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Red Sox & a Blue Leader
Bringing a World Series championship to Boston has eluded nine general managers. Can newcomer GM Theo Epstein ’95 overcome “the Curse of the Bambino?”

Theo Epstein '95

Last November, when the Boston Red Sox ordained 28-year-old Theo Epstein ’95 as the youngest general manager in major league baseball history, the media blitz ranged from a four-page spread in Sports Illustrated to an appearance on NBC’s Today Show. Columnists, talk show hosts, and the passionate-verging-on-fanatical members of the “Red Sox Nation” voiced amazement that the franchise would hire such a young skipper.

But at least one fan seemed unimpressed with the youth issue. “What’s all the fuss?” asked novelist and Boston University creative writing professor Leslie Epstein ’60, ’67DFA, reflecting on his son’s sudden celebrity. “At Theo’s age, Alexander the Great was already general manager of the world.”

Alex may have had the easier task.

To succeed in sports-hungry Boston, Epstein the Younger must do nothing less than lead the Red Sox to victory in the World Series. The last time this happened was in 1918, and the following year, team owner Harry Frazee, to raise money for his Broadway theater projects, sold George Herman “Babe” Ruth to the archrival New York Yankees. The result was the “Curse of the Bambino,” an enchantment that since then has supposedly kept the team from winning baseball’s biggest prize.

But while Epstein, the tenth GM to try to exorcise the curse, may be young, he brings considerable experience to the position of overseeing a ball club. He also continues a venerable Boston tradition: a Yale man leading the Red Sox.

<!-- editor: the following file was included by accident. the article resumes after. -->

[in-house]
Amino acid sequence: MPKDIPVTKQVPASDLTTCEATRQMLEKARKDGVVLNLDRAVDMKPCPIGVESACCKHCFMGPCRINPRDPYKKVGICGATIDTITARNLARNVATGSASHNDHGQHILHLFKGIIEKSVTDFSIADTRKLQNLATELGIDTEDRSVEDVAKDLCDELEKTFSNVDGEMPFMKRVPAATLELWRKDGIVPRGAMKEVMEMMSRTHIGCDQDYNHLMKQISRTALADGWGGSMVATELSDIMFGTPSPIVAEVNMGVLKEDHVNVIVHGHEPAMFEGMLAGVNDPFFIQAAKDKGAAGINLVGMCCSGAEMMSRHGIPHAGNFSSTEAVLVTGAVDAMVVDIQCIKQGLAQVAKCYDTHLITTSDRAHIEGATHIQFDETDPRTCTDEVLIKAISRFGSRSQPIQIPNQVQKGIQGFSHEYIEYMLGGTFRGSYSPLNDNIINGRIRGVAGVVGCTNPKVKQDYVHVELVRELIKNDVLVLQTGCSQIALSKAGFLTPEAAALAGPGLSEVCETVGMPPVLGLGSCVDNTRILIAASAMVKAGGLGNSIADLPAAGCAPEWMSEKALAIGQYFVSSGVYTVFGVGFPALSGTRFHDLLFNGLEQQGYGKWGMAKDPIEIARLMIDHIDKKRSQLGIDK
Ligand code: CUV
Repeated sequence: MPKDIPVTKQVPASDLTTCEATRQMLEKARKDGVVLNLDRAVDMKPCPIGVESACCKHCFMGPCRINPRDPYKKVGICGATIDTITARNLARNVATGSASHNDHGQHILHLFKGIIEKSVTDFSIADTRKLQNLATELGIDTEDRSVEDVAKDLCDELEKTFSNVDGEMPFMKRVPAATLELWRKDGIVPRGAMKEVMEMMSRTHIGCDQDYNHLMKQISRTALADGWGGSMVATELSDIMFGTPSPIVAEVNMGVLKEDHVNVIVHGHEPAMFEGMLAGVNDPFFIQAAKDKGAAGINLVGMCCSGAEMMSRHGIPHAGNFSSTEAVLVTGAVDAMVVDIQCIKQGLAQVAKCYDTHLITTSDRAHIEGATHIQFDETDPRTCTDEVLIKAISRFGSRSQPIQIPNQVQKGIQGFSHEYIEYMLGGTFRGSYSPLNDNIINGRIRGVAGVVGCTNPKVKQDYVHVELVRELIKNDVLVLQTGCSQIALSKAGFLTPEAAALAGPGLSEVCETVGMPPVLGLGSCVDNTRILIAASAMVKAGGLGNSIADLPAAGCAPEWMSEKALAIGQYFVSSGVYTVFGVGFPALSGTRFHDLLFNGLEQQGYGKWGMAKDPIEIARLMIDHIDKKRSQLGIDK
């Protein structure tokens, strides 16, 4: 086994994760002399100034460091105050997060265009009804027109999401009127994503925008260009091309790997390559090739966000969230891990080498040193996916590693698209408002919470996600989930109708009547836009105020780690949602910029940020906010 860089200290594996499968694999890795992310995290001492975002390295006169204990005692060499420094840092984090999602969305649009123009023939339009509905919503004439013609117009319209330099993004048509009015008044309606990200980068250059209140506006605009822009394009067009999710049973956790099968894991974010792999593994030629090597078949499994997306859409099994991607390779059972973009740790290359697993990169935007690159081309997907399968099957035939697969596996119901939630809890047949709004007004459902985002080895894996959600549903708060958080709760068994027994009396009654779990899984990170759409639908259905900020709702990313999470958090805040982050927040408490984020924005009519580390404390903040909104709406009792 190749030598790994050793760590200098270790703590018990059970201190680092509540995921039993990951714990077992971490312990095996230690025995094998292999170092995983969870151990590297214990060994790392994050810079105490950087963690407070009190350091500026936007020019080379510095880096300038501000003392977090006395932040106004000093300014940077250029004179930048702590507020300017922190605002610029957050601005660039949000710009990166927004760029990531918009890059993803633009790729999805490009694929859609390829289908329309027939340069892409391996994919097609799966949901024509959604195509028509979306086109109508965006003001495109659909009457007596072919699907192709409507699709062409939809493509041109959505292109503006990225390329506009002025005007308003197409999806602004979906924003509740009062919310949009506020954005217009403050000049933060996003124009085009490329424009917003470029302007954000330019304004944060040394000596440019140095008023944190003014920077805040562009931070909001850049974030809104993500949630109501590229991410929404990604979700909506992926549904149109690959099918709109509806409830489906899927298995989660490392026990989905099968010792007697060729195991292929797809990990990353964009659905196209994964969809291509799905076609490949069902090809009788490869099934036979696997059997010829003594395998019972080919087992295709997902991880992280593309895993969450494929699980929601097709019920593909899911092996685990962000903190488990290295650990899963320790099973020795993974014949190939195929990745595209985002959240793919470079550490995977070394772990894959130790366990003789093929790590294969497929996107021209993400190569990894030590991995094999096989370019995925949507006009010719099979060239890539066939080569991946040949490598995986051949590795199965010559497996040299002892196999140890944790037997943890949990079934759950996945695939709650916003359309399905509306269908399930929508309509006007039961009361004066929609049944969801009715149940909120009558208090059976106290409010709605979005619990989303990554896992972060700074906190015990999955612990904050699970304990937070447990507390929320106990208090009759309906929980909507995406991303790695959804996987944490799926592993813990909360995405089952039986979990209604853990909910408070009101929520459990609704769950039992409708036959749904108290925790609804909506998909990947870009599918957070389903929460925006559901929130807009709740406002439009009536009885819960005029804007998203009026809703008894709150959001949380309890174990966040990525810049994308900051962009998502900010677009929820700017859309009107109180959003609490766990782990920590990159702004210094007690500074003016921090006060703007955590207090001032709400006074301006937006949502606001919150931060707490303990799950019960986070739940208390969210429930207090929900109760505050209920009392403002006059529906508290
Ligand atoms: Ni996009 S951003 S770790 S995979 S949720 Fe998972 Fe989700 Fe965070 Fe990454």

By his own admission, Epstein was not varsity caliber at Yale.

So it has been since 1933 when Thomas Austin Yawkey ’25, four days after coming into the inheritance that accompanied his 30th birthday, purchased the team and transformed it from a hapless also-ran into one of baseball’s premier franchises. Yawkey maintained ownership until his death in 1976, and the Yawkey name continued on the masthead, first under the aegis of his widow Jean and later, through the Yawkey Foundation. And when the team was sold last year, one of the lead investors, now president and chief executive officer, was veteran baseball executive Larry Lucchino ’71JD, who had served similar roles with the Baltimore Orioles and the San Diego Padres. In both places, he had a protégé: Theo Epstein.

An American studies major with a law degree from the University of San Diego, Epstein has been in the big leagues his entire professional life. He played baseball in high school, but by his own admission, he was not varsity caliber at Yale. Still, as a youngster, he had told his father, “Dad, when I’m your age, I’ll be a disappointed man if my life hasn’t been spent in sports.”